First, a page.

How the House GOP’s Biden impeachment effort fell apart

House Oversight Committee Chairman James Comer was eager to take the reins of a high-stakes investigation into President Joe Biden and his family, seen as central to the House Republican agenda – a coveted perch that brought the added benefit of elevating his national profile.

But after 15 months of coming up short in proving some of his biggest claims against the president, Comer recently approached one of his Republican colleagues and made a blunt admission: He was ready to be “done with” the impeachment inquiry into Biden, according to the lawmaker who relayed the conversation to CNN.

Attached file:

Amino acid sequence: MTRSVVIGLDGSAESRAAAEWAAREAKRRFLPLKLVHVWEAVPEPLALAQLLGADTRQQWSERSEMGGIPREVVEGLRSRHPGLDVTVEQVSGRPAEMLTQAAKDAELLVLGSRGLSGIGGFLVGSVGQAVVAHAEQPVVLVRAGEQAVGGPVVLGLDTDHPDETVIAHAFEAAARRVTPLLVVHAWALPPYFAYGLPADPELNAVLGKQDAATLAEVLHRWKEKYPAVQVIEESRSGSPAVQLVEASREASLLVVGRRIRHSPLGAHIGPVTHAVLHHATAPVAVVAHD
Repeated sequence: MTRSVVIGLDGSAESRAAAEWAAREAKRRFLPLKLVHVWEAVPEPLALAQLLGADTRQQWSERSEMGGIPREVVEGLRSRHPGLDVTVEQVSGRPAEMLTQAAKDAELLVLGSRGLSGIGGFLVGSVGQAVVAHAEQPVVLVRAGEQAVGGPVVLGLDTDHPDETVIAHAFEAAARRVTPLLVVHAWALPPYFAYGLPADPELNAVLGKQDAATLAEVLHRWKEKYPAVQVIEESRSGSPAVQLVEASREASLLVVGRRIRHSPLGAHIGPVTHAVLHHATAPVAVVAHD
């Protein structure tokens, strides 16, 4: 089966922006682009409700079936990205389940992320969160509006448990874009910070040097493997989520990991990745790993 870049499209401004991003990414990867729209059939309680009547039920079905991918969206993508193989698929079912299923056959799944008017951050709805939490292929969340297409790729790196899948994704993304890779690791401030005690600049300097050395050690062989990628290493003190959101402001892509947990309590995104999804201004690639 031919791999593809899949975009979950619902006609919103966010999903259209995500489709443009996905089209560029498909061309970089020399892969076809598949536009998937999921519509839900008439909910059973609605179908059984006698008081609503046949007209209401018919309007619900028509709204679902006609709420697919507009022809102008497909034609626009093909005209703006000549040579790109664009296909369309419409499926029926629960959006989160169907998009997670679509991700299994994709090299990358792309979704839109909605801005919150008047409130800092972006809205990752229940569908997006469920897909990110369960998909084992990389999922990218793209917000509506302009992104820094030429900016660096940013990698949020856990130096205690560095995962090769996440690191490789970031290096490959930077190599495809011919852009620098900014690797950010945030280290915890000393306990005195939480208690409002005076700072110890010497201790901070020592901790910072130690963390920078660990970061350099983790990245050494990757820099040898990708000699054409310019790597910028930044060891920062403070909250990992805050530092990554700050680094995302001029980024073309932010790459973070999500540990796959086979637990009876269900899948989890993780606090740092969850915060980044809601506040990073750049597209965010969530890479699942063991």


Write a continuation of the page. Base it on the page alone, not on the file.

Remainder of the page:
Comer has grown increasingly frustrated as his investigation appears to be at a dead end, with Republicans resigned to the reality that they don’t have the votes to impeach the president, multiple sources with direct knowledge of the situation told CNN.

Sources say the Kentucky Republican is now focused on tactfully wrapping up his work – all while Comer, a five-term congressman, has another matter on his mind: ambitions to run for higher office one day, including potentially running for governor, according to lawmakers who have spoken to him.

“Comer is hoping Jesus comes so he can get out,” one of the GOP lawmakers who spoke to Comer told CNN. “He is fed up.”

Even the House GOP’s impeachment of another favorite target, Homeland Security Secretary Alejandro Mayorkas, ultimately fizzled out, with the House narrowly impeaching him and the Senate quickly dispatching the charges without a trial.